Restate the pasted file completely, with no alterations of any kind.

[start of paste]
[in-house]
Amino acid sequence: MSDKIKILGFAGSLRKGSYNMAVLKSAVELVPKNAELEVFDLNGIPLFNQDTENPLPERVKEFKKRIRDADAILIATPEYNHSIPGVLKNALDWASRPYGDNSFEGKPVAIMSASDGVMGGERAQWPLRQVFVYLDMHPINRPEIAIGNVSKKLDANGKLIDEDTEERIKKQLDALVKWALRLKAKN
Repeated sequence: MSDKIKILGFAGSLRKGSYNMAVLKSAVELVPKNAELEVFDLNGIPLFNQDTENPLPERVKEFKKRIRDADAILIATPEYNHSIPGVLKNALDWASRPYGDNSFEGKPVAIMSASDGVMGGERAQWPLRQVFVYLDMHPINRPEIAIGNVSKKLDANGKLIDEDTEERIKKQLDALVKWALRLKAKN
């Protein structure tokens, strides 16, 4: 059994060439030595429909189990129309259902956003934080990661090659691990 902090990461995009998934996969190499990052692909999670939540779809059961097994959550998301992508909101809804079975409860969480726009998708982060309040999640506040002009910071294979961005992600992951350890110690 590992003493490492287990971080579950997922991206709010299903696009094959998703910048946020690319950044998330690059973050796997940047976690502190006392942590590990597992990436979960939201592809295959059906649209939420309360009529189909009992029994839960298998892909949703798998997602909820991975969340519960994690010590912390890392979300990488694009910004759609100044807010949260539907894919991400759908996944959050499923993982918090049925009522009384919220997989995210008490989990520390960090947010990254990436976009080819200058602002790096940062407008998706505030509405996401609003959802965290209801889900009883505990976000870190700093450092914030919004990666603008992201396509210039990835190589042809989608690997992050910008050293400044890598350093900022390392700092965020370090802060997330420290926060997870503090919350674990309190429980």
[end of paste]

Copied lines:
[in-house]
Amino acid sequence: MSDKIKILGFAGSLRKGSYNMAVLKSAVELVPKNAELEVFDLNGIPLFNQDTENPLPERVKEFKKRIRDADAILIATPEYNHSIPGVLKNALDWASRPYGDNSFEGKPVAIMSASDGVMGGERAQWPLRQVFVYLDMHPINRPEIAIGNVSKKLDANGKLIDEDTEERIKKQLDALVKWALRLKAKN
Repeated sequence: MSDKIKILGFAGSLRKGSYNMAVLKSAVELVPKNAELEVFDLNGIPLFNQDTENPLPERVKEFKKRIRDADAILIATPEYNHSIPGVLKNALDWASRPYGDNSFEGKPVAIMSASDGVMGGERAQWPLRQVFVYLDMHPINRPEIAIGNVSKKLDANGKLIDEDTEERIKKQLDALVKWALRLKAKN
């Protein structure tokens, strides 16, 4: 059994060439030595429909189990129309259902956003934080990661090659691990 902090990461995009998934996969190499990052692909999670939540779809059961097994959550998301992508909101809804079975409860969480726009998708982060309040999640506040002009910071294979961005992600992951350890110690 590992003493490492287990971080579950997922991206709010299903696009094959998703910048946020690319950044998330690059973050796997940047976690502190006392942590590990597992990436979960939201592809295959059906649209939420309360009529189909009992029994839960298998892909949703798998997602909820991975969340519960994690010590912390890392979300990488694009910004759609100044807010949260539907894919991400759908996944959050499923993982918090049925009522009384919220997989995210008490989990520390960090947010990254990436976009080819200058602002790096940062407008998706505030509405996401609003959802965290209801889900009883505990976000870190700093450092914030919004990666603008992201396509210039990835190589042809989608690997992050910008050293400044890598350093900022390392700092965020370090802060997330420290926060997870503090919350674990309190429980």